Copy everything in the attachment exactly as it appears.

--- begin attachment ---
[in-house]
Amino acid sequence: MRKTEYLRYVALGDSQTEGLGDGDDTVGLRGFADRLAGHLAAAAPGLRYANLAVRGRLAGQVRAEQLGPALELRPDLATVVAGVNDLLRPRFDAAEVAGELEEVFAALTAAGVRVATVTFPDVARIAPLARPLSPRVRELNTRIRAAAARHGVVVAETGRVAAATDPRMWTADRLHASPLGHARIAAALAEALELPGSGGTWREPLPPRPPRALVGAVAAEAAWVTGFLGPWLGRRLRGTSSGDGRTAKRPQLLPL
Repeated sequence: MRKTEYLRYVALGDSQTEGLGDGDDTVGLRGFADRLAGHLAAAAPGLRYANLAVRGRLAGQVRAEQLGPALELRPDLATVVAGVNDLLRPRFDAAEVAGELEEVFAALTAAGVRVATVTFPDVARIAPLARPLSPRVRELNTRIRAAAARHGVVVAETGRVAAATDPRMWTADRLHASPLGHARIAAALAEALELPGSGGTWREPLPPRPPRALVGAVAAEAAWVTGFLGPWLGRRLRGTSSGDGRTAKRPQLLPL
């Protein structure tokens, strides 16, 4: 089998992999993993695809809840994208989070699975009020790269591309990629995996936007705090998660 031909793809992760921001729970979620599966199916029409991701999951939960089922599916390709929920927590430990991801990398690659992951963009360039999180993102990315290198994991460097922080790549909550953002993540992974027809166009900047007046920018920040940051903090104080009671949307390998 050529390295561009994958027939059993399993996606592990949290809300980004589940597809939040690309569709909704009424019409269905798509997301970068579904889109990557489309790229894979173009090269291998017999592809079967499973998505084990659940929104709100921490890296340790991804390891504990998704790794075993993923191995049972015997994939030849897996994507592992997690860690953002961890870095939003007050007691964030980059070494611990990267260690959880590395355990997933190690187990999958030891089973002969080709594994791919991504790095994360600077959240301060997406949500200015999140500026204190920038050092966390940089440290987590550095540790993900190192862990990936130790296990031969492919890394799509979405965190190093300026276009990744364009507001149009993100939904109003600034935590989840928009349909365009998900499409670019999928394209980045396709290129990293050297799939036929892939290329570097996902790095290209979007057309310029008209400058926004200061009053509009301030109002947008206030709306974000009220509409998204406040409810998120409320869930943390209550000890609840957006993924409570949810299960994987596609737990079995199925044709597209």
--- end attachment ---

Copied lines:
[in-house]
Amino acid sequence: MRKTEYLRYVALGDSQTEGLGDGDDTVGLRGFADRLAGHLAAAAPGLRYANLAVRGRLAGQVRAEQLGPALELRPDLATVVAGVNDLLRPRFDAAEVAGELEEVFAALTAAGVRVATVTFPDVARIAPLARPLSPRVRELNTRIRAAAARHGVVVAETGRVAAATDPRMWTADRLHASPLGHARIAAALAEALELPGSGGTWREPLPPRPPRALVGAVAAEAAWVTGFLGPWLGRRLRGTSSGDGRTAKRPQLLPL
Repeated sequence: MRKTEYLRYVALGDSQTEGLGDGDDTVGLRGFADRLAGHLAAAAPGLRYANLAVRGRLAGQVRAEQLGPALELRPDLATVVAGVNDLLRPRFDAAEVAGELEEVFAALTAAGVRVATVTFPDVARIAPLARPLSPRVRELNTRIRAAAARHGVVVAETGRVAAATDPRMWTADRLHASPLGHARIAAALAEALELPGSGGTWREPLPPRPPRALVGAVAAEAAWVTGFLGPWLGRRLRGTSSGDGRTAKRPQLLPL
């Protein structure tokens, strides 16, 4: 089998992999993993695809809840994208989070699975009020790269591309990629995996936007705090998660 031909793809992760921001729970979620599966199916029409991701999951939960089922599916390709929920927590430990991801990398690659992951963009360039999180993102990315290198994991460097922080790549909550953002993540992974027809166009900047007046920018920040940051903090104080009671949307390998 050529390295561009994958027939059993399993996606592990949290809300980004589940597809939040690309569709909704009424019409269905798509997301970068579904889109990557489309790229894979173009090269291998017999592809079967499973998505084990659940929104709100921490890296340790991804390891504990998704790794075993993923191995049972015997994939030849897996994507592992997690860690953002961890870095939003007050007691964030980059070494611990990267260690959880590395355990997933190690187990999958030891089973002969080709594994791919991504790095994360600077959240301060997406949500200015999140500026204190920038050092966390940089440290987590550095540790993900190192862990990936130790296990031969492919890394799509979405965190190093300026276009990744364009507001149009993100939904109003600034935590989840928009349909365009998900499409670019999928394209980045396709290129990293050297799939036929892939290329570097996902790095290209979007057309310029008209400058926004200061009053509009301030109002947008206030709306974000009220509409998204406040409810998120409320869930943390209550000890609840957006993924409570949810299960994987596609737990079995199925044709597209």